According to the Centers for Disease Control and Prevention (CDC), more than 1.3 million Americans each year end up in the hospital because of an adverse drug reaction (ADR). With more than 100,000 deaths per year attributable to ADRs - making it the fourth leading cause of death ahead of pulmonary disease, diabetes, AIDS, accidents and automobile deaths, it has become a critical patient safety problem that the CDC, NIH, and pharmaceutical companies have begun to address with Pharmacogenomics – a new scientific research field focused on the interplay b
etween the human genome and the safety and efficacy of modern drugs.
Pharmacogenomics is focused on helping physicians select the drugs and doses that are best suited for each individual patient.
While most of the research to date has concentrated on the response to drugs tailored to treat illnesses such as cardiovascular disease, Alzheimer’s disease, cancer, HIV/AIDS, and asthma, there may also be some light at the end of the tunnel for patients suffering from neuropsychiatric disorders such as depression, schizophrenia, and bipolar disorder where patients often suffer severe side effects from their medication even after they have been taken off the drug.
According to Dr. Mike Tocci, Associate Dean, New Jersey Center for Science, Technology & Mathematics at Kean University, “Each person has a unique set of genes, so the way the disease manifests itself in an individual and how that individual’s body responds to treatment with specific drugs is different.”
The Future of Medicine
A trained molecular biologist, immunologist, and the former Head of Genomics Science and Biologics at Sanofi, Tocci has worked in drug discovery and pre-clinical development for most of his career, and describes Pharmacogenomics as a major component of “personalized medicine.”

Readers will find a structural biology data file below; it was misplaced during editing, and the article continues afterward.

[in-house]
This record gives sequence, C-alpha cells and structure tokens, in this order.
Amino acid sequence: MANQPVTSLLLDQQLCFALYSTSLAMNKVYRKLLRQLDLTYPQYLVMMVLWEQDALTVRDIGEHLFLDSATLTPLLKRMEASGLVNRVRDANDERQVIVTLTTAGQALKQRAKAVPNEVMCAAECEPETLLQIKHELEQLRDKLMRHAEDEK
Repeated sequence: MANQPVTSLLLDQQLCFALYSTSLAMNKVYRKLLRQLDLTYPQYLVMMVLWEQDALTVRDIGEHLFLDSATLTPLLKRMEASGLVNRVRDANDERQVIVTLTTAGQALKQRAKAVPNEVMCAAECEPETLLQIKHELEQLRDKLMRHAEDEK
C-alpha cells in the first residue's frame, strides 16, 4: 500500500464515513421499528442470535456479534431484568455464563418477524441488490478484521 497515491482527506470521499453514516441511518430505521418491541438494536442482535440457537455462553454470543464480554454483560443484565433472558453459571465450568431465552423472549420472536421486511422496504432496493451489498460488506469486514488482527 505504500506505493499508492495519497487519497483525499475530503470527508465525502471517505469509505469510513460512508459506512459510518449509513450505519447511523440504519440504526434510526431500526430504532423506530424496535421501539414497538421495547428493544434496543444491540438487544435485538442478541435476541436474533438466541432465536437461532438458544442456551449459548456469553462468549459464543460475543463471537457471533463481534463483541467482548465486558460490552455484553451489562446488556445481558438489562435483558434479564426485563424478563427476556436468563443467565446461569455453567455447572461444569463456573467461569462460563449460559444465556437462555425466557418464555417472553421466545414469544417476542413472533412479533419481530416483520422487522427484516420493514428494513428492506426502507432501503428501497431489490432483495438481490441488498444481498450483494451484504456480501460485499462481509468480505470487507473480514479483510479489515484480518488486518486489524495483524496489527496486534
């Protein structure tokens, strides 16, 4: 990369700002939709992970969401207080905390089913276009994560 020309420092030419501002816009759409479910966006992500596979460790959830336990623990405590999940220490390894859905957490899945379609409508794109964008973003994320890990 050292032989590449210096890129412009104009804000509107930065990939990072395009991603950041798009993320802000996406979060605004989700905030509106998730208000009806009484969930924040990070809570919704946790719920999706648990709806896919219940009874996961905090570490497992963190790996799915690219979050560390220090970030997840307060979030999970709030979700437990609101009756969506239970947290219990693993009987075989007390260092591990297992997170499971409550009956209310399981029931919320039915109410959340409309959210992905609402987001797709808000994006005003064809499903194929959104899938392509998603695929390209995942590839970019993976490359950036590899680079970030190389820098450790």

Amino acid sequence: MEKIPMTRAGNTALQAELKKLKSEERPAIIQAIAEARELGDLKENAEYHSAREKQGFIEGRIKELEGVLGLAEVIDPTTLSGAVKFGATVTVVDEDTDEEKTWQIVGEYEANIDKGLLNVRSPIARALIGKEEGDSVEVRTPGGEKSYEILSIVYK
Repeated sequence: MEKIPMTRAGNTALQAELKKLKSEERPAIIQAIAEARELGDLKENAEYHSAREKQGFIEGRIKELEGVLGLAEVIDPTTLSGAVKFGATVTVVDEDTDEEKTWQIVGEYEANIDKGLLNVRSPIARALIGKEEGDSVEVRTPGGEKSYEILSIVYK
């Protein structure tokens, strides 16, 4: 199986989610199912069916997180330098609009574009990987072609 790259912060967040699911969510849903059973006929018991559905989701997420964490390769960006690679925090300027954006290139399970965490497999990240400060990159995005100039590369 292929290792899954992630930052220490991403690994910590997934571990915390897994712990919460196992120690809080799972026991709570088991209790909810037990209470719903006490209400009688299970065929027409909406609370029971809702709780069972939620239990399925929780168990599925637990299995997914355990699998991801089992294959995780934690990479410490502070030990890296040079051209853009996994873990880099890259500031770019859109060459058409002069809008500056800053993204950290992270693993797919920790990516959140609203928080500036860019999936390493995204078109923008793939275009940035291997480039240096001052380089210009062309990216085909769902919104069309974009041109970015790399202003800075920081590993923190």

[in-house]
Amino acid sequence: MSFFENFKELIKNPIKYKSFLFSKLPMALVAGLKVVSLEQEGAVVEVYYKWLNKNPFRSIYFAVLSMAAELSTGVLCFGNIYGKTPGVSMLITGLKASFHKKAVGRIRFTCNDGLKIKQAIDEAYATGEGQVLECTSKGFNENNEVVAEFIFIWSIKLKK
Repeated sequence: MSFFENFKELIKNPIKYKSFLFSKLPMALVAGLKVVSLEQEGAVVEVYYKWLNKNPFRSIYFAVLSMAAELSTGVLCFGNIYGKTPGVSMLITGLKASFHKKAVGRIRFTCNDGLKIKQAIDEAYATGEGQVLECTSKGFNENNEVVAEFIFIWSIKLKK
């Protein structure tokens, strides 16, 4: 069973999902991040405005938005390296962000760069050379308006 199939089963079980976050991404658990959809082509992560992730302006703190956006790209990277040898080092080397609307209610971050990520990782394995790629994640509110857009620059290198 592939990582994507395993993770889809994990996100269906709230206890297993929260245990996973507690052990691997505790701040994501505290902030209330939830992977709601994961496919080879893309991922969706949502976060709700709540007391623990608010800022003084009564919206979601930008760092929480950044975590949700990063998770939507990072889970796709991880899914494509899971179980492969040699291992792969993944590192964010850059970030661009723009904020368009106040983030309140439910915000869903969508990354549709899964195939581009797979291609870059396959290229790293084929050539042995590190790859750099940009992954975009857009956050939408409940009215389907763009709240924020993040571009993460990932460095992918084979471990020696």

“We are learning the ways drugs are metabolized and achieve efficacy in individuals, or are limited by adverse reactions in individual patients or patient populations through our genes. Physicians and drug researchers are rapidly learning how patients respond to certain compounds in order to better treat disease.”
The Pharmacogenomics research has proven to be more practical for some diseases than others based on our ability to identify and monitor biomarkers. “We don’t have biomarkers for all types of cancer cells or a good appreciation for what types of cells respond to the different types of drugs, but we are learning more about how different cell types function in the human body so eventually we will gain a better understanding of how our genomes influence the actions of specific drugs,” explained Dr. Tocci.
The scope and costs associated with the research raise valid questions about who will benefit the most from this approach both in the short-term and long-term. Patients undergoing cancer therapy are a major focus but there has been progress for those suffering from autoimmune diseases, including diabetes and cardiovascular disease. Physicians will also be a major beneficiary with a more advanced understanding of how to treat patients better with more effective medications and a lower level of risk of adverse events.